As elements of the Terminal High Altitude Area Defense “THAAD” anti-missile system, such as the launch pad and other equipment, have been shipped to South Korea, China’s sanctions against South Korea have also become more earnest. However, the United States is the initiator and the biggest promoter of “THAAD” in Korea. How to deal with the U.S.’s strategic attack on China is a more critical question. It is difficult for China to implement economic sanctions against the United States. To punish the “THAAD” producer, Lockheed Martin, is also beyond reach. If China targets the U.S. economy, China is in the strategic disadvantage in the fight. The U.S. economy is too large in scale.
Korea and the United States are completely different objects. South Korea’s economy is small and highly dependent on China. It has a big trade surplus with China. China has numerous ways to launch sanctions against Korea. Economic sanctions are always a tool a big country uses to target small countries. We will target whoever is weaker.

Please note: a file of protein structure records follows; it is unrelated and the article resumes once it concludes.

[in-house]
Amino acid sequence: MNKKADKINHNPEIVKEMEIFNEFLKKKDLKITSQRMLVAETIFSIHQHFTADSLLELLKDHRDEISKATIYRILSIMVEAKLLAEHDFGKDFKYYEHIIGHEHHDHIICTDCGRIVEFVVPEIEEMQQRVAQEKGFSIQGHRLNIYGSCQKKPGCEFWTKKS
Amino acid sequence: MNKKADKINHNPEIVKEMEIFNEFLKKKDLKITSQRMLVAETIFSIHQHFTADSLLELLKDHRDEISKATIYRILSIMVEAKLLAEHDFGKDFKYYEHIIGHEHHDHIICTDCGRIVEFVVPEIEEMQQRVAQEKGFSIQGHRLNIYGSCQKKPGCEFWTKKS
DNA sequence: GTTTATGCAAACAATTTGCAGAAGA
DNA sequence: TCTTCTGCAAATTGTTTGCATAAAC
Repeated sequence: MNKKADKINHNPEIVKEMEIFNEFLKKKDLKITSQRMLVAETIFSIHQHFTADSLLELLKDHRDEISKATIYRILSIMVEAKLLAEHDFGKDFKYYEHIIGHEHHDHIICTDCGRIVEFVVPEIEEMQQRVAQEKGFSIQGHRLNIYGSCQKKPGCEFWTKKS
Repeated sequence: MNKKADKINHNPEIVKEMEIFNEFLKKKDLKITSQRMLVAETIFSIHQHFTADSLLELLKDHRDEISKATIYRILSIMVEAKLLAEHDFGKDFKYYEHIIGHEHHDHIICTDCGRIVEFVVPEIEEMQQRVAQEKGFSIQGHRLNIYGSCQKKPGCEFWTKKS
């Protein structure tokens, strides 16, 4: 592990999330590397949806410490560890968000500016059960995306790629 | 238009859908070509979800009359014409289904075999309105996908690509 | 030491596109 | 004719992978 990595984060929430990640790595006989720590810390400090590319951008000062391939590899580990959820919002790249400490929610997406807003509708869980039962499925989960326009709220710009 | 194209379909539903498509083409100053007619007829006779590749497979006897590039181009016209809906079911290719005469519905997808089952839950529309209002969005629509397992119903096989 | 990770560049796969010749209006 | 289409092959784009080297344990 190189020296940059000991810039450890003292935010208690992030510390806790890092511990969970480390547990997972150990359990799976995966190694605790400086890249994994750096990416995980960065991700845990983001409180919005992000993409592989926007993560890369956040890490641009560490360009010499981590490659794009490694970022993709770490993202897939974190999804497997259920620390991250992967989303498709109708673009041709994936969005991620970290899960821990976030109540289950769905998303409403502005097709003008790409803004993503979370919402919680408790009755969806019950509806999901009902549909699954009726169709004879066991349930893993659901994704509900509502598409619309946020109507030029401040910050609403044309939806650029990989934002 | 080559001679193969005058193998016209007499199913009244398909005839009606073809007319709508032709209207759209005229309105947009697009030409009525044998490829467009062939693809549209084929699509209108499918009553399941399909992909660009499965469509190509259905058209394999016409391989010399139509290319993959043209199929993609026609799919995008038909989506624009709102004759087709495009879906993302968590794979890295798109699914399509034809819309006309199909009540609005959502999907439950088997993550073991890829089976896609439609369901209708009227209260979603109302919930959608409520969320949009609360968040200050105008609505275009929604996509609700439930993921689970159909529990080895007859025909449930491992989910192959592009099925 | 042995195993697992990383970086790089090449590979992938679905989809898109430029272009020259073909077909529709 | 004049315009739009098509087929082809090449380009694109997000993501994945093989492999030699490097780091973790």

However, the United States is deploying the anti-missile system at China’s doorstep. It must pay the price. So how can we make the United States pay?
China’s counter measure is to let Washington feel the strong deterring power of our nuclear weapons. China only has a small number of nuclear warheads and is the only country that has declared that it will not be the first to use nuclear weapons. However, China has ample financial resources to expand its nuclear arsenal. Our more advanced strategic missiles continue to come out. The United States comes to the door of China to engage in an anti-missile game. It has broken the original strategic balance. Then China should curb the U.S. with a larger number of nuclear warheads and with strategic nuclear missiles that have a more penetrating ability. We should not only recoup the loss that “THAAD” has caused and restore the balance; but also create a new surplus of our strategic nuclear forces.
Beijing should clearly tell Washington that deploying the “THAAD” anti-missile system around China will lead to China’s increase in nuclear power. If the United States anti-missile action and strategic suppression intensifies, China may also need to reconsider the basic national policy not to be the first to use nuclear weapons.
Source: Global Times, March 9, 2017